The New Breed of Sales Person – They Don’t Actually Sell


A great profession, isn’t it?

The world would stop if people didn’t sell things. I love buying things. I have toys and gadgets that surround me in my business and personal life. Many of them I bought out of choice, but many of them were bought by me after I was influenced by a salesperson, and I’m happy there was someone available to help me make the right decision.

You will know I’ve been preaching for years that the market most salespeople sell into has changed beyond all recognition. Buyers who existed 10 years ago don’t exist any more. Yet, there are still many salespeople who sell in the same way they did a decade or more ago.

There is a new kid on the block. Someone who is changing the way business is carried out forever.

Think of your typical salesperson, in many persons’ eyes. Brash, forward, assertive, pushy. Not really a nice image, is it?

The new breed of salesperson recognises the way the new buyer wants to be sold to. Here’s my list of qualities that the new breed lives by:

They have brilliant product knowledge: They know their product inside out. But more importantly, they know how that product will bring better results for their prospects

They are consultative: Rather than push solutions, they make recommendations. Rather than manipulate situations, they create suggestions and influence decision-makers.

They use customer experience: They are able to see the results customers achieved before and highlight the changes they will obtain by changing the format they use to obtain those results.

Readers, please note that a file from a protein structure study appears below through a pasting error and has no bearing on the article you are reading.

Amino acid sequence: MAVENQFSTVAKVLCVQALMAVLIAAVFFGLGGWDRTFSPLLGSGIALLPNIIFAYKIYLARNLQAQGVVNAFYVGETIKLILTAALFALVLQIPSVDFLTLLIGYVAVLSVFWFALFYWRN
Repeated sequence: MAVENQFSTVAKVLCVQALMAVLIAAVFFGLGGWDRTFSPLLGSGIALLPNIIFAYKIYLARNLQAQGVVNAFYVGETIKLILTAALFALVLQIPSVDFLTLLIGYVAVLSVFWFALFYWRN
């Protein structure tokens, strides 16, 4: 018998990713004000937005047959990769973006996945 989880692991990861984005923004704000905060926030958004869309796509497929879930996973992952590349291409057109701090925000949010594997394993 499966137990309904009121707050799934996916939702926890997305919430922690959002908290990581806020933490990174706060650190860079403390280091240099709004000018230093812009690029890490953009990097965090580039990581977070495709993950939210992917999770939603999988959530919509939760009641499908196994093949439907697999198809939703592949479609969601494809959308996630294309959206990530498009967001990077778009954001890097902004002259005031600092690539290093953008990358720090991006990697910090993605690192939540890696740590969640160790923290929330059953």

They know their competition better than the competition do: The new breed are on top of what the competition are doing. They use Google Alerts and other methods to improve their market-place knowledge, so when one of the clients mentions a competitive offering, they are able to show immediately how their product is still ahead of their new competitor.

They have a business head on their shoulders: Rather than highlight product or service attributes, they show their ability to assist the client by thinking of their business future and how they can help them achieve their future goals.

They concentrate on future results: Their thoughts are primarily on what the solutions will do for the client’s business, rather than on what the product or service does.

They challenge the client’s current thinking about their business strategies: This entails identifying the processes they use at the moment to drive performance and analysing, through your experience, how that could be enhanced and potentially improved.

What you’ll notice from all the above, and what is really happening in the great world of sales, is that successful salespeople are realising that trying to ‘sell’ is so old-fashioned. As my Head of Training keeps on telling me…”That is soooo 2013!”

Instead of selling, the new breed offer opportunities to businesses and individuals that wouldn’t exist if they hadn’t been there. Their advice and recommendations enhance people’s lives. They create situations where businesses advance quicker, solve problems more eloquently and build opportunities more effortlessly.